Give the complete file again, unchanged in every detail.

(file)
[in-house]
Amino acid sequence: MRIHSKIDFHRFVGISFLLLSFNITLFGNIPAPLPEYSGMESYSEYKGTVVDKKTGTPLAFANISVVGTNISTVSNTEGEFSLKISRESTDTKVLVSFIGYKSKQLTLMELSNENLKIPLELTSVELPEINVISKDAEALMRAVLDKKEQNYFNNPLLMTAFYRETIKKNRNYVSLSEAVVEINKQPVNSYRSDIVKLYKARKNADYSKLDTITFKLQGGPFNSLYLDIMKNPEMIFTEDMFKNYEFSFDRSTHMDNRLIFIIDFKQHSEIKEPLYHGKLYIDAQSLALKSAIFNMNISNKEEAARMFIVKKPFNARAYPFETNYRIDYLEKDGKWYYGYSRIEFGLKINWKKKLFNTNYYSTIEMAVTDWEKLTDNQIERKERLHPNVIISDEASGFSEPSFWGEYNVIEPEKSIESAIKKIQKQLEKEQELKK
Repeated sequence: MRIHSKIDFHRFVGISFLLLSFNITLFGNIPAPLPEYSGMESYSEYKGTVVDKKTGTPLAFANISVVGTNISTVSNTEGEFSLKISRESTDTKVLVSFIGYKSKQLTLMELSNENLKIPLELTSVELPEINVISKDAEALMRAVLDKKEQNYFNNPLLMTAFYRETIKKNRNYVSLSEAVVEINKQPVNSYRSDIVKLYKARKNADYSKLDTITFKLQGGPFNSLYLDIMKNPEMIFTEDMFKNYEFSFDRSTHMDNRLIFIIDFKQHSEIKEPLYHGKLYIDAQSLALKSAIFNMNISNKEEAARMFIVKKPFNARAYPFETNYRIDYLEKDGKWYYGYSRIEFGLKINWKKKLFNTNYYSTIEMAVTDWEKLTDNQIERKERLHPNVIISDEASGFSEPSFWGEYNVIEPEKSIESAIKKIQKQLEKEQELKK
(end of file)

[in-house]
Amino acid sequence: MRIHSKIDFHRFVGISFLLLSFNITLFGNIPAPLPEYSGMESYSEYKGTVVDKKTGTPLAFANISVVGTNISTVSNTEGEFSLKISRESTDTKVLVSFIGYKSKQLTLMELSNENLKIPLELTSVELPEINVISKDAEALMRAVLDKKEQNYFNNPLLMTAFYRETIKKNRNYVSLSEAVVEINKQPVNSYRSDIVKLYKARKNADYSKLDTITFKLQGGPFNSLYLDIMKNPEMIFTEDMFKNYEFSFDRSTHMDNRLIFIIDFKQHSEIKEPLYHGKLYIDAQSLALKSAIFNMNISNKEEAARMFIVKKPFNARAYPFETNYRIDYLEKDGKWYYGYSRIEFGLKINWKKKLFNTNYYSTIEMAVTDWEKLTDNQIERKERLHPNVIISDEASGFSEPSFWGEYNVIEPEKSIESAIKKIQKQLEKEQELKK
Repeated sequence: MRIHSKIDFHRFVGISFLLLSFNITLFGNIPAPLPEYSGMESYSEYKGTVVDKKTGTPLAFANISVVGTNISTVSNTEGEFSLKISRESTDTKVLVSFIGYKSKQLTLMELSNENLKIPLELTSVELPEINVISKDAEALMRAVLDKKEQNYFNNPLLMTAFYRETIKKNRNYVSLSEAVVEINKQPVNSYRSDIVKLYKARKNADYSKLDTITFKLQGGPFNSLYLDIMKNPEMIFTEDMFKNYEFSFDRSTHMDNRLIFIIDFKQHSEIKEPLYHGKLYIDAQSLALKSAIFNMNISNKEEAARMFIVKKPFNARAYPFETNYRIDYLEKDGKWYYGYSRIEFGLKINWKKKLFNTNYYSTIEMAVTDWEKLTDNQIERKERLHPNVIISDEASGFSEPSFWGEYNVIEPEKSIESAIKKIQKQLEKEQELKK